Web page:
Complete Abandon

Apr 18, 2013 by


The other day I was watching a news report on people walking tight ropes up on high cliffs over Rio de Janeiro. My palms were sweaty just watching them. They are extreme adrenaline junkies who love the high they get from doing this. They have become very accomplished and knowledgeable about how to do it safely. They did say they learned a lot from trial and error. Obviously, the error wasn’t too tragic.

And then, I noticed the safety leash attached to their ankle and the rope.

Now don’t get me wrong, even with the leash, these young daredevils have to have a lot of guts to walk across a tiny rope that high above the ground. I give them kudos for that. But spying the leash did lesson the dramatic effect. They hadn’t committed fully to the danger experience.

Most of the time we go into relationships with a leash around our ankle not ready to commit fully. And in the beginning that makes perfectly good sense. We must be guarded for a time to learn about each other; to be sure the other person is trustworthy; to see if they are people of integrity; to find out if they truly have my interests at heart. Nothing wrong with that. We have all been hurt by people that we have trusted too quickly, so we learn to show some caution.

But too often, we leave the leash on indefinitely.

Now there are different levels of relationships and not many will see us completely vulnerable. And that’s okay. We don’t have to trust everyone with every little detail about our life. That’s just unrealistic. So let’s look at our deepest relationships including marriage.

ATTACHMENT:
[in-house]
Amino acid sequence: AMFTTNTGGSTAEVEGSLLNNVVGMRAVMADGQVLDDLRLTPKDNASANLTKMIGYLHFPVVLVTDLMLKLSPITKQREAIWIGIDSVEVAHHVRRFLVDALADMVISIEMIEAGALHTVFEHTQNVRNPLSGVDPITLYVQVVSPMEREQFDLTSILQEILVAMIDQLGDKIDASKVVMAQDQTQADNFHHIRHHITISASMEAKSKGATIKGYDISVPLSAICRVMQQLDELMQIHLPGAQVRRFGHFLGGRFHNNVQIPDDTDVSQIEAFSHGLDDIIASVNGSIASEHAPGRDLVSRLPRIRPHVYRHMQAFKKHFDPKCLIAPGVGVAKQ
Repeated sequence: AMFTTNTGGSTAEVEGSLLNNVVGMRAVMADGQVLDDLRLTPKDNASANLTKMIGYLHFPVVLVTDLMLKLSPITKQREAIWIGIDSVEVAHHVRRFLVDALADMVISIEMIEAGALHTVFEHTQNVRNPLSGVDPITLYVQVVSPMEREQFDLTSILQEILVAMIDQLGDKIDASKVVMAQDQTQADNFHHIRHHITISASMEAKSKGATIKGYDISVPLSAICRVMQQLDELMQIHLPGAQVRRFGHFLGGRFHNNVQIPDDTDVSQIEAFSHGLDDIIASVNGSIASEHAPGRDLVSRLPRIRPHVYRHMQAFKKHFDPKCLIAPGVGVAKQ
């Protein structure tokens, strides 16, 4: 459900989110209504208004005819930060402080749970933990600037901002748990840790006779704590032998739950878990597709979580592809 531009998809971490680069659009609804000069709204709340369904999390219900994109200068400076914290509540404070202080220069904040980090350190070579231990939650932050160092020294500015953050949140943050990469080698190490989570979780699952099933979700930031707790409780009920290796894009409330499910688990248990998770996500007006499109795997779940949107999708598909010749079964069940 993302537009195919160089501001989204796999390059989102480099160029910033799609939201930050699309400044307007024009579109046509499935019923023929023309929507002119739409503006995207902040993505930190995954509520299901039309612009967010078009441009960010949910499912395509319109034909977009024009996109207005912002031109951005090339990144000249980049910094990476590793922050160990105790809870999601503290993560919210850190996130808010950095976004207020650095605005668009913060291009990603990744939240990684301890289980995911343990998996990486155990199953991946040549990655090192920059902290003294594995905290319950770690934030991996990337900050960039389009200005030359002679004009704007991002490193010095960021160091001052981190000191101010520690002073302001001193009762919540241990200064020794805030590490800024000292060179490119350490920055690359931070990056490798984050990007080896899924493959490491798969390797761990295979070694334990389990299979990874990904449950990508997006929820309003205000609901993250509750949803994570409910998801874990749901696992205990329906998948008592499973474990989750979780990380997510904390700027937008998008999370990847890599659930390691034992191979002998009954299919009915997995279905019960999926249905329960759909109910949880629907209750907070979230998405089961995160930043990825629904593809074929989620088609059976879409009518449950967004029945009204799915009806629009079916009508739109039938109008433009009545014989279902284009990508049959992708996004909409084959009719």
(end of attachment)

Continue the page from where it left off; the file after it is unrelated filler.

Part of a true relationship, especially the marriage relationship, is trusting the other person with the full knowledge of who we are. We have to let them in to see everything, including our dirty laundry. Love that can’t see the full picture cannot truly love fully.

Too often we have met couples that just never share their lives with one another. Is it from fear, insecurity, or pride? They keep their thoughts and desires hidden from the one person they should be able to open up to completely. This simply creates a wall that blocks growing closer to one another in the relationship. As we mature as a person, we are going to change. I am definitely not the same person Jim married almost 28 years ago. So if we are not honestly sharing with our spouse, they will not be part of the process of change and that can cause a couple to drift apart as strangers.

How can we avoid that drift? Learn to:

  • Share your heart.
  • Be vulnerable.
  • Listen without judging.
  • Grow together – accepting and appreciating the changes as they happen.

If you have been guarded in your marriage, it’s time to detach the leash.

How can you build more trust in your marriage?


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